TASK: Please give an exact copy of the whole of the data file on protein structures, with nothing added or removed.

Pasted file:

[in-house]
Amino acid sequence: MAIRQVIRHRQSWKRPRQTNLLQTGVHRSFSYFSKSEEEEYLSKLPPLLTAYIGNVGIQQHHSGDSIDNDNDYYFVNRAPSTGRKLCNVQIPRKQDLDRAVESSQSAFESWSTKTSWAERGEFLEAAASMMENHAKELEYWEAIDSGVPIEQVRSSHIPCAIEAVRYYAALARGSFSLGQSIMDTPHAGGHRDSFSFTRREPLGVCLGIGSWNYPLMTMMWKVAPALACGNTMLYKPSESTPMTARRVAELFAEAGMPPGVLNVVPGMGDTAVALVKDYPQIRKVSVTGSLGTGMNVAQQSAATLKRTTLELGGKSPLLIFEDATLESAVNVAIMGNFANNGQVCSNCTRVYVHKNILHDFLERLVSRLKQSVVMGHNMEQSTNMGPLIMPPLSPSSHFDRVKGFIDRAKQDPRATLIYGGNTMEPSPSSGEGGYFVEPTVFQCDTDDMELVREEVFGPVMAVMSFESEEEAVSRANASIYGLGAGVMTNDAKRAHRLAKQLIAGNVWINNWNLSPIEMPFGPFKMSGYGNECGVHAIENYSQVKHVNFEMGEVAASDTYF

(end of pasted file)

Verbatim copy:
[in-house]
Amino acid sequence: MAIRQVIRHRQSWKRPRQTNLLQTGVHRSFSYFSKSEEEEYLSKLPPLLTAYIGNVGIQQHHSGDSIDNDNDYYFVNRAPSTGRKLCNVQIPRKQDLDRAVESSQSAFESWSTKTSWAERGEFLEAAASMMENHAKELEYWEAIDSGVPIEQVRSSHIPCAIEAVRYYAALARGSFSLGQSIMDTPHAGGHRDSFSFTRREPLGVCLGIGSWNYPLMTMMWKVAPALACGNTMLYKPSESTPMTARRVAELFAEAGMPPGVLNVVPGMGDTAVALVKDYPQIRKVSVTGSLGTGMNVAQQSAATLKRTTLELGGKSPLLIFEDATLESAVNVAIMGNFANNGQVCSNCTRVYVHKNILHDFLERLVSRLKQSVVMGHNMEQSTNMGPLIMPPLSPSSHFDRVKGFIDRAKQDPRATLIYGGNTMEPSPSSGEGGYFVEPTVFQCDTDDMELVREEVFGPVMAVMSFESEEEAVSRANASIYGLGAGVMTNDAKRAHRLAKQLIAGNVWINNWNLSPIEMPFGPFKMSGYGNECGVHAIENYSQVKHVNFEMGEVAASDTYF